Legislators get down to business

Taylor, White have big plans for state General Assembly this term

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— The crippling effects of wildland fires, drought and a sagging national economy in 2002 beg for solutions from Colorado lawmakers in 2003.

Routt County's representatives in the state Legislature are anxious to tackle the issues.

"We simply can't sit around on our hands and wait for the national economy to save us," said Assistant House Majority Leader Al White, R-Winter Park.

Both White and Sen. Jack Taylor, R-Steamboat Springs, are proposing legislation that would pump dollars into marketing the state and bolstering its economy. Each is also focusing on other individual legislative priorities, ranging from drought-management to telemarketing restrictions, health and auto insurance.

Each of the Western Slope lawmakers wields some additional political muscle in the Colorado General Assembly this term. Taylor chairs the Senate Finance Committee and serves as vice chairman of the Senate Agriculture, Natural Resources and Energy Committee. White, along with his new role as the No. 2 Republican in the House, serves is vice chairman of the House Business Affairs and Labor Committee.

Pumping up tourism

Both White and Taylor are concerned Colorado's tourism industry isn't keeping up with the competition.

Taylor is the likely primary sponsor of Gov. Bill Owens' $19 million economic stimulus package, which includes $10 million earmarked for tourism promotion.

"I'm excited about the prospect that we can get some funding for the promotion of tourism," Taylor said. "It is timely."

The ripple effect of tourism is the kind of shot in the arm the state economy needs to get back on track, he said.

Taylor is also considering a proposal of his own for long-term funding of tourism promotion. His plan to put video gaming terminals at dog and horse racing tracks in Colorado would generate about $24 million to lure potential visitors to the state, he said.

White also supports Owens' 2003 economic stimulus package but like Taylor feels long-term funding sources need to be created as well. His approach is different from Taylor's.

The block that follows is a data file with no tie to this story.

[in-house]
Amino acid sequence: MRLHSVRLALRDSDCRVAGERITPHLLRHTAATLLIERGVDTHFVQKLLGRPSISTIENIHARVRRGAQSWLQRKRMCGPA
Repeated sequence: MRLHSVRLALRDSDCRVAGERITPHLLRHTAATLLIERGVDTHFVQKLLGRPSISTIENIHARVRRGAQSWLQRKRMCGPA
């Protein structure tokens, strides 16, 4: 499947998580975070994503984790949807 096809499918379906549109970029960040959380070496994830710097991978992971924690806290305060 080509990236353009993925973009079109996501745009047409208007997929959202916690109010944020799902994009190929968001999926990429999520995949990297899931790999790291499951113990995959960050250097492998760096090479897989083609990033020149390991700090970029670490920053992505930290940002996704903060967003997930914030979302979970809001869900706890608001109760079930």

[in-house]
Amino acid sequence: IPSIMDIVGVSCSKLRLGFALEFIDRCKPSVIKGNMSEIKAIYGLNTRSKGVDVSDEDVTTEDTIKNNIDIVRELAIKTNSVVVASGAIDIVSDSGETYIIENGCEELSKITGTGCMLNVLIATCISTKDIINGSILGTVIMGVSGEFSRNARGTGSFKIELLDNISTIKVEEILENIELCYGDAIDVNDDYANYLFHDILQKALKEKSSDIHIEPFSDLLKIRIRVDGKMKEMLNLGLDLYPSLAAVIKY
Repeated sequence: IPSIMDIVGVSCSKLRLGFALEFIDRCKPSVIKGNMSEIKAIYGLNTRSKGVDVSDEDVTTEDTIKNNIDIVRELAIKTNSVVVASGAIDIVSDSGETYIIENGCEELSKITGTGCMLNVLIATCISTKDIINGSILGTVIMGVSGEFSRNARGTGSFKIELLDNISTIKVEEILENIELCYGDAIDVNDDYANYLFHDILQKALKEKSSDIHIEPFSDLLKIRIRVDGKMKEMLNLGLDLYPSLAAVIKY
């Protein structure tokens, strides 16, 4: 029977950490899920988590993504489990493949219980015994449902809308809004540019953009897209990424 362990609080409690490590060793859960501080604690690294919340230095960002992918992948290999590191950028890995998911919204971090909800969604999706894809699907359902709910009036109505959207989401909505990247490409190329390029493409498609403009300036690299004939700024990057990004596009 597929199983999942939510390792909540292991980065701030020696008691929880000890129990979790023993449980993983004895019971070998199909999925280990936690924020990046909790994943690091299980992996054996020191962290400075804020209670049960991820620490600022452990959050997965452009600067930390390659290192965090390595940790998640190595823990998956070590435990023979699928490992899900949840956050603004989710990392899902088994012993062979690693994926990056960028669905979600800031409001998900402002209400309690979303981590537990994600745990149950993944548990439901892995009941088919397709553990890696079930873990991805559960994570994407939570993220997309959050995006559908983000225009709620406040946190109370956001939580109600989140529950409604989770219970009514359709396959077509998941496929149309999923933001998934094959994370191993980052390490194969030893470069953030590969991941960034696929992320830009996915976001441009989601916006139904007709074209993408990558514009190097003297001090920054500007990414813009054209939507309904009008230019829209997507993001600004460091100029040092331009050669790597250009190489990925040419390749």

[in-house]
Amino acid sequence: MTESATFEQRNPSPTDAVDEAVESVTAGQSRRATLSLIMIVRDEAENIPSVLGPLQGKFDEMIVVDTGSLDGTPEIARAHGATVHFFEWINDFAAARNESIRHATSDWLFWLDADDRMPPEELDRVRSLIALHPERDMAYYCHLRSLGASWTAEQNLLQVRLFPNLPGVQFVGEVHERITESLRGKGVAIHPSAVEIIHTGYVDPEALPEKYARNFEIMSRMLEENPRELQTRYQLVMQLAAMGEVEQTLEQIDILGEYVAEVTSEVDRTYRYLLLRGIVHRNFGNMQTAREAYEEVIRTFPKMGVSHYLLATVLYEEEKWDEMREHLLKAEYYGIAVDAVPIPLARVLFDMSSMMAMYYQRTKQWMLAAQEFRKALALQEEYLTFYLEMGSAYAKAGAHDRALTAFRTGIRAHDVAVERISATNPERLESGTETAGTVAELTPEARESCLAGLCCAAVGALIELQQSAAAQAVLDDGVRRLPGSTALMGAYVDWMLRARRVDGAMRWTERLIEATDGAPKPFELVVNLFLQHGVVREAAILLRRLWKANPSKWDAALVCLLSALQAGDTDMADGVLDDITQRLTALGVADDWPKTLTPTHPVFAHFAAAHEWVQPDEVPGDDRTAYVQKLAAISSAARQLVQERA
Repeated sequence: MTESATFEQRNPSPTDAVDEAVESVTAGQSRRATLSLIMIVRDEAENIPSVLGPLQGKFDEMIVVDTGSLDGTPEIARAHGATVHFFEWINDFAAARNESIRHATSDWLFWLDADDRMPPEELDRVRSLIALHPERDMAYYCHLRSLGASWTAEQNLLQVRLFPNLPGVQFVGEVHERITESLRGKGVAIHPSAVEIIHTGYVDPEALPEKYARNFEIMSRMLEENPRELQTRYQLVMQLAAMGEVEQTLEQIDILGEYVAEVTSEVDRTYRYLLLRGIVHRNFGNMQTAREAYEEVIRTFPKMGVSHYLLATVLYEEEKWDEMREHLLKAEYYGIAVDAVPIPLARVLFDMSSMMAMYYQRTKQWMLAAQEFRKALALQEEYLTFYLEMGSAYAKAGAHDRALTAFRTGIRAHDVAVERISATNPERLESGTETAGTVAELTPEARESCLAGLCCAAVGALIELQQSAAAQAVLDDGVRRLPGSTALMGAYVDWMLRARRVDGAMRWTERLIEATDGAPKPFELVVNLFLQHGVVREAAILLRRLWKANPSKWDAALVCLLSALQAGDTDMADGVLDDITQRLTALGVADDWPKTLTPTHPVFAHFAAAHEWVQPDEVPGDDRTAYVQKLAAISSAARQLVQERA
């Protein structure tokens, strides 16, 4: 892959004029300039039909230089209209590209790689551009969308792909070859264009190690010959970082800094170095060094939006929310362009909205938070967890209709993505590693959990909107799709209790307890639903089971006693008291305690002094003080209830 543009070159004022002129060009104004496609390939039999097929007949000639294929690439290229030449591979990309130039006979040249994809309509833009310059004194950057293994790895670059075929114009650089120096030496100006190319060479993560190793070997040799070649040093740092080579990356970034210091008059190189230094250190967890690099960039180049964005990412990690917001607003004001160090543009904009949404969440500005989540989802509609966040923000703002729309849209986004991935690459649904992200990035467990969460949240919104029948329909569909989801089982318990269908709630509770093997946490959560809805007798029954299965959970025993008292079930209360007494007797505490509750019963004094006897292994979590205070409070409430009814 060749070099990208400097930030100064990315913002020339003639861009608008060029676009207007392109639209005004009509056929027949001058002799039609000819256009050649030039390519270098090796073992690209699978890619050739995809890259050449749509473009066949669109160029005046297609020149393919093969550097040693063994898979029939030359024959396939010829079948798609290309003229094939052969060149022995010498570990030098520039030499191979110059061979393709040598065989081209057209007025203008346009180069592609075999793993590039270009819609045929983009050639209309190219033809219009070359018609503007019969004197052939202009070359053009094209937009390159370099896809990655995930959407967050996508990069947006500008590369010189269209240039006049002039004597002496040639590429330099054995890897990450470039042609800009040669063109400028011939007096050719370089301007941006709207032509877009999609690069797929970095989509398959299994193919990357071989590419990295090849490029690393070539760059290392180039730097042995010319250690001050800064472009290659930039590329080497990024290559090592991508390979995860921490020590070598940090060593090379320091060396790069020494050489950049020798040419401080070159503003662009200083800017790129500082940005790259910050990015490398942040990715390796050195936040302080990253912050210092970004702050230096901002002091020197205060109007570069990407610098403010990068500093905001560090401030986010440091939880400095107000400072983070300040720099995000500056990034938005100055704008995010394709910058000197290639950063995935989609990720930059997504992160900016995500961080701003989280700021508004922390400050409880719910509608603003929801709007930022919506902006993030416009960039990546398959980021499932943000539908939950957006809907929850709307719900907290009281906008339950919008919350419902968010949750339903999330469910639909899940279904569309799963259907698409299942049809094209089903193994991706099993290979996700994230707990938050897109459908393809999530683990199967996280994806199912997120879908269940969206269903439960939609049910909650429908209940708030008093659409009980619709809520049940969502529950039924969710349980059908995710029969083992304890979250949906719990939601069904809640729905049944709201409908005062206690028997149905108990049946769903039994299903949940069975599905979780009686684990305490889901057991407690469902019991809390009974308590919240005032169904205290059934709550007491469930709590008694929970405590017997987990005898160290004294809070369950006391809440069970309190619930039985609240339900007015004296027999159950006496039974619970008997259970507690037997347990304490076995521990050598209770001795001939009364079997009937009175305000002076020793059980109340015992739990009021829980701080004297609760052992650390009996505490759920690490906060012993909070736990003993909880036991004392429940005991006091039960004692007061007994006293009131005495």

White's bill, which he will introduce in committee on Tuesday, calls for reducing fees the state pays retailers for collecting sales tax and applying the excess to marketing the state. The plan would bring in $18 million to $20 million for tourism promotion, he said. Since Colorado stopped aggressively marketing itself, its 2.7 percent share of the national tourism market has dropped to 1.8 percent, he said.

"Given the shape of our economy, those are sorely missed dollars," he said.

Dealing with drought

Taylor expects a deluge of water legislation to come through the Agriculture Committee.

Many of those bills aren't going to survive their first hearing, he said.

He anticipates short-term solutions to the drought, such as upgrades to existing reservoirs, will come out of this session. Long-range fixes that involve construction of new reservoirs require a few more years of planning and implementation.

"We are trying to look at the near term with things we can do to respond quickly," he said.

White agreed that lawmakers should do what they can now to address dry conditions but cautioned reprieve won't come overnight.

"We don't want to overreact to this situation," he said, concerned lawmakers might try to push legislation that alters the state's water law.

"Our water law has stood our state in good stead for the last 125 years," White said. "To rush out and start meddling with an otherwise satisfactory water law ... may end up being more harmful. There is a certain sense that we need to tread lightly as we go forward."

Also on the agenda

White is optimistic about getting his bills through the state Legislature.

His proposal to add cellular phones to Colorado's no-call list got unanimous approval last week from the House Business Affairs and Labor Committee.

Telemarketers increasingly call cell phone numbers; those numbers have become more accessible while land lines have become less so, thanks to the state's no-call list, White said. Telemarketers must purchase the no-call list and cannot call any of the almost 1 million numbers now on the list, but that list does not currently include cellular numbers.

White's third major piece of legislation emphasizes healthy forest management.

White also serves on the House Education Committee, where, as a rural lawmaker, he often stands alone in the committee, outnumbered by legislators from urban areas. Proposals that are in the best interests of their metro schools are not always in the best interest of rural schools he represents, he said.

In the Senate, Taylor is proposing a plan to reinstate the Colorado Division of Insurance. He said his bill is sorely needed with so many problems beleaguering health and auto insurance.

"There needs to be oversight," he said. "This bill is critical, and we need to get it going fast out of committee."

The 2003 legislative session began Jan. 8 and is limited to a maximum of 120 days. Taylor and White recognize the challenge of having just four months to handle an $850 million deficit and find ways to meet critical needs in the state.

"We can't turn our back on all the issues that we are faced with," Taylor said, but budget cuts are inevitable. "We don't have a choice. Everyone is going to have to give a little bit. That's why we have to get this economy jumpstarted."

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